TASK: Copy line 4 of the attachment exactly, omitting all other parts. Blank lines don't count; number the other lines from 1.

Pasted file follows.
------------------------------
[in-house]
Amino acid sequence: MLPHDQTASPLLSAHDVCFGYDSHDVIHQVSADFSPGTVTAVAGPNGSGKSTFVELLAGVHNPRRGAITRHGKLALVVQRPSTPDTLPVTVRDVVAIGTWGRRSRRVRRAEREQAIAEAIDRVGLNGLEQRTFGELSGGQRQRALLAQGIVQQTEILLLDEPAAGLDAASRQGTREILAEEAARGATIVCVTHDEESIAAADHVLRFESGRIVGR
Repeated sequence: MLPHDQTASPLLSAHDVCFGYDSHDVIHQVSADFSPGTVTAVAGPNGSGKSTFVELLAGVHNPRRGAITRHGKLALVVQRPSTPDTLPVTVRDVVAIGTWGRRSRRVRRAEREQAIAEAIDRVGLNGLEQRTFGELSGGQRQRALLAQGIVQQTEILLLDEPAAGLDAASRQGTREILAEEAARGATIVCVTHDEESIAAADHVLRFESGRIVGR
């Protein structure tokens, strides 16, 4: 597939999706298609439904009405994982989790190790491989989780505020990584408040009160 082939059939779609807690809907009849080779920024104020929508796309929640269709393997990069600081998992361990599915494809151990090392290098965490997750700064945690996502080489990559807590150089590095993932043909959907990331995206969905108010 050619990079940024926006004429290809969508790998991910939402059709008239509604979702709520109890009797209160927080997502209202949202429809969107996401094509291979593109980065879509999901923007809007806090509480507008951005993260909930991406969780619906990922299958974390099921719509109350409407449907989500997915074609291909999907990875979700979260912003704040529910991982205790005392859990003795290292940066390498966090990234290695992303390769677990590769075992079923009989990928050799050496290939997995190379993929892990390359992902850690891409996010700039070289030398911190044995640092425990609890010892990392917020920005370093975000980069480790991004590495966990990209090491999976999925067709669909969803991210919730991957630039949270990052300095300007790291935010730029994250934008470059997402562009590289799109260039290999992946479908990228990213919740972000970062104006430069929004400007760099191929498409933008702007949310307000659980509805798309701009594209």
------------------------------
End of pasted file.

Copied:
């Protein structure tokens, strides 16, 4: 597939999706298609439904009405994982989790190790491989989780505020990584408040009160 082939059939779609807690809907009849080779920024104020929508796309929640269709393997990069600081998992361990599915494809151990090392290098965490997750700064945690996502080489990559807590150089590095993932043909959907990331995206969905108010 050619990079940024926006004429290809969508790998991910939402059709008239509604979702709520109890009797209160927080997502209202949202429809969107996401094509291979593109980065879509999901923007809007806090509480507008951005993260909930991406969780619906990922299958974390099921719509109350409407449907989500997915074609291909999907990875979700979260912003704040529910991982205790005392859990003795290292940066390498966090990234290695992303390769677990590769075992079923009989990928050799050496290939997995190379993929892990390359992902850690891409996010700039070289030398911190044995640092425990609890010892990392917020920005370093975000980069480790991004590495966990990209090491999976999925067709669909969803991210919730991957630039949270990052300095300007790291935010730029994250934008470059997402562009590289799109260039290999992946479908990228990213919740972000970062104006430069929004400007760099191929498409933008702007949310307000659980509805798309701009594209």